Catherine Ross, Colette Dornan, Darren Malone, Padraig
OConnor and Tomas Gorman would have been better
advised to bomb a restaurant.
five were among a group of around 300 who staged a
die-in on the road outside Belfast City
Hall on April 8th last year, protesting against the
war on Iraq.
August 12th, they made their 11th appearace at Belfast
Magistrates' Court to answer charges arising. The
allegations included malicious sitting.
few hours before the April 8th protest, US bombs had
smashed into a restaurant in a suburb of Baghdad.
Intelligence reports that Saddam Hussein would be
settling down to dinner there at the time proved as
reliable as the rest of the intelligence Bush and
Blair used to justify war. Iraqbodycount estimates
that 19 innocent diners and restaurant workers were
crushed to pulp or blown to bits.
men behind the restaurant bombing were, at the time,
in conference a few miles down the road from Belfast,
at Hillsborough Castle, planning the post-war governance
of Iraq. It was at Hillsborough that Blair gave way
to Bush and agreed that the coalition,
not the UN, would run the show once the occupation
was secured. The outworking of this deal is now to
be seen nightly on television, in the pictures from
Falluja, Najaf, Nassiriya, Sadr City, etc.
Dornan, Malone, OConnor and Gorman werent
the only Northerners intervening in Iraqi affairs
on April 8th 2003. As PSNI officers were wading into
the City Hall protestors, David Trimble, Gerry Adams,
Mark Durkan, Monica McWilliams and others were presenting
their passes to the seccurity guards at Hillsborough
as they trooped in to provide Bush with an opportunity
to project himself as a peace-maker. The only journalist
present, Peter Stothard, described the scene: The
human chess pieces arrive, stand in a horse-shoe shape,
and are severally and individually lectured.
was this tableau which enabled the Belfast Telegraph
to carry a front-page April 8th splash describing
the Hillsborough war council as a Peace Summit.
than a year later, it's those who protested for peace,
rather than those who facilitated war, who find themselves
in the dock for, inter alia, malicious sitting.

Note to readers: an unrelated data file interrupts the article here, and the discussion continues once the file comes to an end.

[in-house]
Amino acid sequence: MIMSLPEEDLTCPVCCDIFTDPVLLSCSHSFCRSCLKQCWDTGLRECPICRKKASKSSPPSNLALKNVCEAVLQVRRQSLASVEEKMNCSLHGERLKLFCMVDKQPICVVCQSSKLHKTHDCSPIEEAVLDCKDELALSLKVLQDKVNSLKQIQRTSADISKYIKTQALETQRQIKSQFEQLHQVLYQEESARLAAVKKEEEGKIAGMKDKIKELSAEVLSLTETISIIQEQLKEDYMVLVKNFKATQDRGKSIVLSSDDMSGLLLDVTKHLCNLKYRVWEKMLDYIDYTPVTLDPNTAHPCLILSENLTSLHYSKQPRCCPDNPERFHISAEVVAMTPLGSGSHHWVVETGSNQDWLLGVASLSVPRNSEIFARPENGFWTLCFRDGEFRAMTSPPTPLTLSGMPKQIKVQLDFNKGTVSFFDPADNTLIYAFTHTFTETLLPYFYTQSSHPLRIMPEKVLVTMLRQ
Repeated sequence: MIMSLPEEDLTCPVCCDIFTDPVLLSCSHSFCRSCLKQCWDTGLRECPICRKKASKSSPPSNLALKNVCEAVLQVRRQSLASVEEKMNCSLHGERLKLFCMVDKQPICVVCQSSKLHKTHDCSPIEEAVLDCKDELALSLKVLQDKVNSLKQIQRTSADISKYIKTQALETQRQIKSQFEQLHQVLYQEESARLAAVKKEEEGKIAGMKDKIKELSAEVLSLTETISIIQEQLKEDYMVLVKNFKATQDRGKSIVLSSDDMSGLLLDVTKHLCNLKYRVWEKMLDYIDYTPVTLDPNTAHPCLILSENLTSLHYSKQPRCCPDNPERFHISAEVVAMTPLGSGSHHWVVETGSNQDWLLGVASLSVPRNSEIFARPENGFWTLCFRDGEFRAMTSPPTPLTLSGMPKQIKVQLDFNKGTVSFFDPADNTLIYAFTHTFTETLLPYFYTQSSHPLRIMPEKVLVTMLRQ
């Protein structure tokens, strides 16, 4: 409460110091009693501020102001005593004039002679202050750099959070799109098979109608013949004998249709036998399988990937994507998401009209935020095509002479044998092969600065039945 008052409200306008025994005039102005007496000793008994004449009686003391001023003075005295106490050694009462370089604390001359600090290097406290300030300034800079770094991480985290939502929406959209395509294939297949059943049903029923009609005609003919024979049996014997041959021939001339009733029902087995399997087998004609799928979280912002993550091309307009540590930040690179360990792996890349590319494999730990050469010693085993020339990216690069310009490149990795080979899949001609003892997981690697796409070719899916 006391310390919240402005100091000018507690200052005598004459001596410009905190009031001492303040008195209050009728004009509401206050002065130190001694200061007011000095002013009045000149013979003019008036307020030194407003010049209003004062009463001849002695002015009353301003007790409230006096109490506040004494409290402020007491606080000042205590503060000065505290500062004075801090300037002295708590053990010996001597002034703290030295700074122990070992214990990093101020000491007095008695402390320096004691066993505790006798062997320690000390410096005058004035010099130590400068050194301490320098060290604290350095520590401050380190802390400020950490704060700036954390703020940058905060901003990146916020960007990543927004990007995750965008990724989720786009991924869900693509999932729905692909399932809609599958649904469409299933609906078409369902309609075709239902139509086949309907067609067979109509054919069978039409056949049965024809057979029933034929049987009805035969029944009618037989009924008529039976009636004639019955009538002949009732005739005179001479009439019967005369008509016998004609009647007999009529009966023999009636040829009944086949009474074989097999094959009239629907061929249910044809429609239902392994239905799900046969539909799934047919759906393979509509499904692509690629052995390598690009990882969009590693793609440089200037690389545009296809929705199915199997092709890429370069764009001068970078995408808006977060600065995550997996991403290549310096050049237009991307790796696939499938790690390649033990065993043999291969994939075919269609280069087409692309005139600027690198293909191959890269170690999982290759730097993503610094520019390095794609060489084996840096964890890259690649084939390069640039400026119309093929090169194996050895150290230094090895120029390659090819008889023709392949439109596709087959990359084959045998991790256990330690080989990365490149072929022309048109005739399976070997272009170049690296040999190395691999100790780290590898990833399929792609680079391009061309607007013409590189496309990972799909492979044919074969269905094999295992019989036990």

strikes me that the phrase might more accurately be
applied to sitting around a table pin-pointing restaurants
to be bombed than sitting on a roadway pleading for
the bombing to stop. But what made the sitting malicious
in the minds of the magistracy was, apparently, that
the five had smeared raspberry jam on the roadway
to simulate blood. A messy business, no doubt. Although
hardly as messy as the gobbets of flesh which will
have plopped onto roadways around the Baghdad restaurant
a few hours earlier.
five were bound over, the system which sent out the
bombers warning the campaigners against violence to
desist from breaching the peace.
am frequently told that it's counter-productive to
bring revolutionary politics into anti-war discourse.
But what the case of the City Hall Five surely shows
let's turn away for a moment and first consider the
case of Derryman Seamus Doherty. If he weren't a dissident
Republican, he'd be front-page news.
is in Maghaberry Prison, awaiting trial for possession
of explosives. The charge refers to an abortive Real
IRA bomb attack near Newry in September 2002. Charges
against Martin Brogan and Mark Carroll, both from
Castlewellan---theyd been arrested about a mile
from where the bomb was intercepted on the Omeath
Road---were dropped last November. This followed discovery
of documents suggesting that forensic evidence may
have been tampered with and attempts made to suborn
against a man arrested on suspicion of being the driver
of the bomb vehicle had been dropped without explanation